Photos by Ulet Ifansasti
Text by Erin Reilly
When news photographer Ulet Ifansasti began documenting deforestation in Indonesia more than eight years ago, he had no idea he'd end up spending time with one of the country's most endangered inhabitants. His work in the forest eventually led him to the Sumatran Orangutan Conservation Programme and rehabilitation center where Ifansasti discovered the red-haired apes suffering from this devastation.
"The forestry industry is not thinking about sustainability," he said. "Orangutans in Indonesia are on the verge of extinction as they continue to lose their habitat due to the corporate expansion in the developing country."
All orangutans living at the center were saved from poachers, the illegal pet trade industry or conflict with humans. Staff members and volunteers work around the clock to conserve and rehabilitate this endangered species. Most of the rescued orangutans spend at least four to five years in the center before being released back into the wild.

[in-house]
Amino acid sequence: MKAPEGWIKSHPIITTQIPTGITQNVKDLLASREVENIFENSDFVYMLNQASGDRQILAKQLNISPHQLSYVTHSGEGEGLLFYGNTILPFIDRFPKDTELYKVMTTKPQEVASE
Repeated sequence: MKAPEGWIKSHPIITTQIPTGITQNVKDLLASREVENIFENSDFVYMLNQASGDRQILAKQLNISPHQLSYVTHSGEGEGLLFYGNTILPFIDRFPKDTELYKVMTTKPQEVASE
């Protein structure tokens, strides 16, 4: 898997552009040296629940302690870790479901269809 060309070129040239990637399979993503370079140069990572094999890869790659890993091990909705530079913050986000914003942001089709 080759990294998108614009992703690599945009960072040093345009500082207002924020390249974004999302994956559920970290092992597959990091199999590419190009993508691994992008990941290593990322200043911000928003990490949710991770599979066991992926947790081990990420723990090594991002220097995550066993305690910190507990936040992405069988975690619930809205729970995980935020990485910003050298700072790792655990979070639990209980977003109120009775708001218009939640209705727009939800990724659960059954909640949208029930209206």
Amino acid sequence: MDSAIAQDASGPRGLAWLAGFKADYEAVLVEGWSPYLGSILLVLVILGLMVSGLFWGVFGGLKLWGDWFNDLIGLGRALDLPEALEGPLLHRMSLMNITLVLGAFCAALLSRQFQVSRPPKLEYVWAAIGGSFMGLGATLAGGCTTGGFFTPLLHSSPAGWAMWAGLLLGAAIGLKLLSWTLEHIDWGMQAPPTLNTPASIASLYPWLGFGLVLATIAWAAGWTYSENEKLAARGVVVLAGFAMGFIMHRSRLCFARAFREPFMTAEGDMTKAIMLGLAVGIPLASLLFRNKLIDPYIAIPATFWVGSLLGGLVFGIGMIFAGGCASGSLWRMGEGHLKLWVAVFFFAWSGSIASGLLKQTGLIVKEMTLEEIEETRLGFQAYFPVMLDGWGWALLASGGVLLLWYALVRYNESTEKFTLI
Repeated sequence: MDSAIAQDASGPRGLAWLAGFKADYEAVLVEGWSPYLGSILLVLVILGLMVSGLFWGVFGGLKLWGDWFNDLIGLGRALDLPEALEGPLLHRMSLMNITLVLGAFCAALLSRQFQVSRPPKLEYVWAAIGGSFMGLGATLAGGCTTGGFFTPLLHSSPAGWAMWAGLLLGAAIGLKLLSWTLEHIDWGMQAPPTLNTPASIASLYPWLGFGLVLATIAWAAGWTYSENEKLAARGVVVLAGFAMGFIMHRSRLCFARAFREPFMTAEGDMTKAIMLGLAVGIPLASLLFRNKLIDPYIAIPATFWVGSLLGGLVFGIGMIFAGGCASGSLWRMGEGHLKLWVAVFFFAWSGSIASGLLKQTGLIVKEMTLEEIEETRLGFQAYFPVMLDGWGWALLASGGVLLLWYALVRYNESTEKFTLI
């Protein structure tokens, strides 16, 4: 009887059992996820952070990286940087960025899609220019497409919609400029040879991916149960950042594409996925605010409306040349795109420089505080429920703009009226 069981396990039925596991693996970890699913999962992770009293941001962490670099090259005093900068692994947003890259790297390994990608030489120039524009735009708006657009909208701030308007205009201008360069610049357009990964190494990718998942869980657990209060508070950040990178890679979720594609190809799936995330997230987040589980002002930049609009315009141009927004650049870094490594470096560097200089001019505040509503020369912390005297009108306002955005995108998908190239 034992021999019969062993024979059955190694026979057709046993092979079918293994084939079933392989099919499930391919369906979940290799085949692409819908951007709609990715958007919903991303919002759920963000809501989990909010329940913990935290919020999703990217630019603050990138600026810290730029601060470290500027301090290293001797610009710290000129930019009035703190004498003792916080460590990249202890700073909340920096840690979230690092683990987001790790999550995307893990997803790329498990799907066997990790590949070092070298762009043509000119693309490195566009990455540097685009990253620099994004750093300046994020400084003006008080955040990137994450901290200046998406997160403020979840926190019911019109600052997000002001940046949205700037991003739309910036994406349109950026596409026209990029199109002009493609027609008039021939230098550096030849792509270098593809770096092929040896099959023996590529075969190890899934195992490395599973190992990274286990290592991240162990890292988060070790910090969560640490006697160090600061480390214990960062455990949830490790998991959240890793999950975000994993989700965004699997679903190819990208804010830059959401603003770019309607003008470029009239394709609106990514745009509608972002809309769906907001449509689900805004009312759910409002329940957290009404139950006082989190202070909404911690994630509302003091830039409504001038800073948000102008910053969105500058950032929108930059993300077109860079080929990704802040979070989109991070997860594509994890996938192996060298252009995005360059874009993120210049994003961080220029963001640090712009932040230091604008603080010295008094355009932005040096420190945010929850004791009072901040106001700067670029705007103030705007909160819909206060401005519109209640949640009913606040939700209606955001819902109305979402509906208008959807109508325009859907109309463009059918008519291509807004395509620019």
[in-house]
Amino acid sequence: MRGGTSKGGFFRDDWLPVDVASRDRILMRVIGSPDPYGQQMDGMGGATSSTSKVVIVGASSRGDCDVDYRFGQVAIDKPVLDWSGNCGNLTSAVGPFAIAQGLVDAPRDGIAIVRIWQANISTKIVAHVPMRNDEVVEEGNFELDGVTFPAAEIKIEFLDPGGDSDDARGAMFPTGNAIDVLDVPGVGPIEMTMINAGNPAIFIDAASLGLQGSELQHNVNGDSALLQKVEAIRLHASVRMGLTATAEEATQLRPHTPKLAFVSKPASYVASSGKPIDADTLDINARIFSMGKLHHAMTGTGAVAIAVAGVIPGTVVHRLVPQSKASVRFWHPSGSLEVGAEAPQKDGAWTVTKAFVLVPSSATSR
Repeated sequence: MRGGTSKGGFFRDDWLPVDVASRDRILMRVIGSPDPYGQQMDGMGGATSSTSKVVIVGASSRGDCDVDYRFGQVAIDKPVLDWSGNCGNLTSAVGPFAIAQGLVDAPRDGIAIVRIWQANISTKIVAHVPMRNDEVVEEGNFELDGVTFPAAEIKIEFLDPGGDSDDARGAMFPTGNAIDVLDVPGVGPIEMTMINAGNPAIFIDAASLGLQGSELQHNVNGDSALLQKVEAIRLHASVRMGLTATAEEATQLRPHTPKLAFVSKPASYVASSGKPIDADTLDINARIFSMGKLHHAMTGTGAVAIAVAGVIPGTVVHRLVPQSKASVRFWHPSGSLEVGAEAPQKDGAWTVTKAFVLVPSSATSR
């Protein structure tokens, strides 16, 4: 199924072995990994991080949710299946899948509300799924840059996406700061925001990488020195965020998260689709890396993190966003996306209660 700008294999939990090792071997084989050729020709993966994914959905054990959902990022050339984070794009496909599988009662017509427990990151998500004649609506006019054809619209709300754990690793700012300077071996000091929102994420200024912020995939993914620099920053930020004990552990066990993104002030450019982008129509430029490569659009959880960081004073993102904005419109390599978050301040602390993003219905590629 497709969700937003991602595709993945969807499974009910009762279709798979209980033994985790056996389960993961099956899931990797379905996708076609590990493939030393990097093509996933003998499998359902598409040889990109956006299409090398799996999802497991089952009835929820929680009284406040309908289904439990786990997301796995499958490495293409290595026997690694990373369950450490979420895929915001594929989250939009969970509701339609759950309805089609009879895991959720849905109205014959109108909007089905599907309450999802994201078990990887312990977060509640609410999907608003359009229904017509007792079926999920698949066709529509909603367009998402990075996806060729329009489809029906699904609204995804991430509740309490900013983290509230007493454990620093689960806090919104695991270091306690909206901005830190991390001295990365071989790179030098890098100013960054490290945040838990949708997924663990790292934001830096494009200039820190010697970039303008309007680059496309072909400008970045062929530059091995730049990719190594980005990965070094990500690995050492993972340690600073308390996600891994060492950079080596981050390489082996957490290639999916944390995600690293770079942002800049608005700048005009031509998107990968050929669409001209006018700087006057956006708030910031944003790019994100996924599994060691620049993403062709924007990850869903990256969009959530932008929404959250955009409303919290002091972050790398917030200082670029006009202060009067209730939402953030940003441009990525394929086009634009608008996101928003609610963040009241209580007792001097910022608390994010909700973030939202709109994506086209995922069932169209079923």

Orangutans share 97% of their DNA with humans, and need to be taught how to survive in the wild, Ifansasti said, much like children learning about different subjects in school.
"Every afternoon the keepers brought the orangutans out to teach them how to live in nature," he said. "Most would only last a few hours and then they cried to be picked up by their keepers."
One of the most difficult parts about Ifansasti's job was looking into the orangutans eyes as he photographed them because he felt as if they were asking for something, maybe asking for help.
"They are refugees from the forests we have destroyed," he said. "I hope [the orangutans] can get the world's attention."